Tyson Thorp, WCPO |
Board Policy 2256 – Anti-Racism Policy states that the district rejects all forms of racism as destructive to the district’s mission, vision, values and goals.
The policy expresses the district will embrace racial diversity and actively eliminate practices that perpetrate racial disparity among students.
Chris Quintana USA Today |
In its statement, the university said it had believed Hopkins to be an “early and staunch abolitionist whose father, a committed Quaker, had freed the family’s enslaved people in 1807.”
But new research revealed census records that indicated Hopkins enslaved at least one person in 1840 and four more in 1850. The 1860 census record showed no enslaved people in the Hopkins household. The university was founded in 1876 with a $7 million gift from Hopkins following his death.
Johns Hopkins, which is in Baltimore, is both a highly selective private university and a national leader in health care. The institution has also been tracking the coronavirus nationally. And its undergraduate students are admitted without consideration of their financial situation, knowing scholarships will cover their need thanks to a $1.8 billion gift in 2018 from Michael Bloomberg, an entrepreneur and politician who attended the university.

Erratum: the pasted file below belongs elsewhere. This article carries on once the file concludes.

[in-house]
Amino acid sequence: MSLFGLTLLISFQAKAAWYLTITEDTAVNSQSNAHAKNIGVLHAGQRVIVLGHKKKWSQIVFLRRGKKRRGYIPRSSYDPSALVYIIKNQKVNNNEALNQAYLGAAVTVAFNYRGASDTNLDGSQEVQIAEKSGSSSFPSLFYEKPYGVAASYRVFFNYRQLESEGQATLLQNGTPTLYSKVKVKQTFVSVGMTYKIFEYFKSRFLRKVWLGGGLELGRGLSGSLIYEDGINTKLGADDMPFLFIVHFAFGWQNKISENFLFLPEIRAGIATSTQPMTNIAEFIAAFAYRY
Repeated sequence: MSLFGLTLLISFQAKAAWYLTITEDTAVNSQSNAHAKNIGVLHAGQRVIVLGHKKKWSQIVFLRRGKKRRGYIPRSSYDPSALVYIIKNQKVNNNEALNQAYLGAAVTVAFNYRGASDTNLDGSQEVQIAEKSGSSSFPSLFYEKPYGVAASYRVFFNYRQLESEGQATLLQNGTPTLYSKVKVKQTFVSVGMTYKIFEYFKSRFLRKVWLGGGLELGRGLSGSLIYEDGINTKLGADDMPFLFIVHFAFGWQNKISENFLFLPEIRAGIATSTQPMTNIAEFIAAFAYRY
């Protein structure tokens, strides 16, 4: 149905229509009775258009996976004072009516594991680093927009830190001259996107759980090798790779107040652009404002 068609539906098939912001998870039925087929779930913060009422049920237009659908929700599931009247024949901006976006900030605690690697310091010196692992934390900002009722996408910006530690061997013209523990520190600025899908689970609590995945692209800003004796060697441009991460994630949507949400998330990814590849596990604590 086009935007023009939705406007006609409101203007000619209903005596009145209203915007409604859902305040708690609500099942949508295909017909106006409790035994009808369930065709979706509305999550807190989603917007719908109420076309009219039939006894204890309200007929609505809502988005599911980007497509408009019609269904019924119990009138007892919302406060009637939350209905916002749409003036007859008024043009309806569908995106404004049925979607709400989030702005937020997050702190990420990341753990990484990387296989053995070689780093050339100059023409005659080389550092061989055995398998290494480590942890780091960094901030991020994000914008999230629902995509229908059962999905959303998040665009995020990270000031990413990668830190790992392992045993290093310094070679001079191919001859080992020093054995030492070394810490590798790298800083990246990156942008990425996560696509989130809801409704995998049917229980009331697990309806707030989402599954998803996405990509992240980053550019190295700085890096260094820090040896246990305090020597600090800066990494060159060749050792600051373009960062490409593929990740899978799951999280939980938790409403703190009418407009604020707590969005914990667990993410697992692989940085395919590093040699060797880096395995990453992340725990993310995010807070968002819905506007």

Brian Lyman, Montgomery Advertiser |
For much of the 20th century, southern classrooms treated Black history — when they touched the subject at all — as a sideshow to a white-dominated narrative.
“It should be noted that slavery was the earliest form of social security in the United States,” a 1961 Alabama history textbook said, falsely.
Ian Rowe, Opinion contributor – USA Today
“Let’s not adopt “anti-racist” agendas that actually plant the seeds of white superiority and black inferiority, instead of eliminating them. The antidote to racism is not anti-racism. It is a philosophy of humanism that celebrates and uplifts the inherent dignity in each individual. And the antidote to inequity is not diminished expectations for all. It is equal opportunity, and a belief in each person’s capacity for upward mobility, no matter their race, ethnicity or skin color.”Ian Rowe
Ian Rowe is a Resident Fellow at the American Enterprise Institute, a Senior Visiting Fellow at the Woodson Center, and a writer for the 1776 Unites Campaign.
Over the past week, WFPL’s Jess Clark shared a 5-part series on a proposed student assignment plan and what it could mean for Kentucky’s Jefferson County Public Schools’ legacy of integration, as well as the district’s future.
The proposal would allow West End students an option to stay in their neighborhood. It highlights complicated truths: it will almost certainly resegregate the school district and undo a decades-long commitment to integration. But it also means more convenience for students who are burdened with the logistics, travel time and disconnection from their school community.
The five part series includes:
- Once An Integration Model, Louisville’s Schools Risk Resegregating To Offer Choice
- JCPS Graduates Reflect On Integrating: ‘We Can’t Let It Get Like That Again’
- JCPS’s Integration Equation: Has It Paid Off?
- Can JCPS Proposal Bring Equity? Segregated Elementary Schools Raise Questions
- Diversity Or Choice: Pollio Says JCPS Has A Decision To Make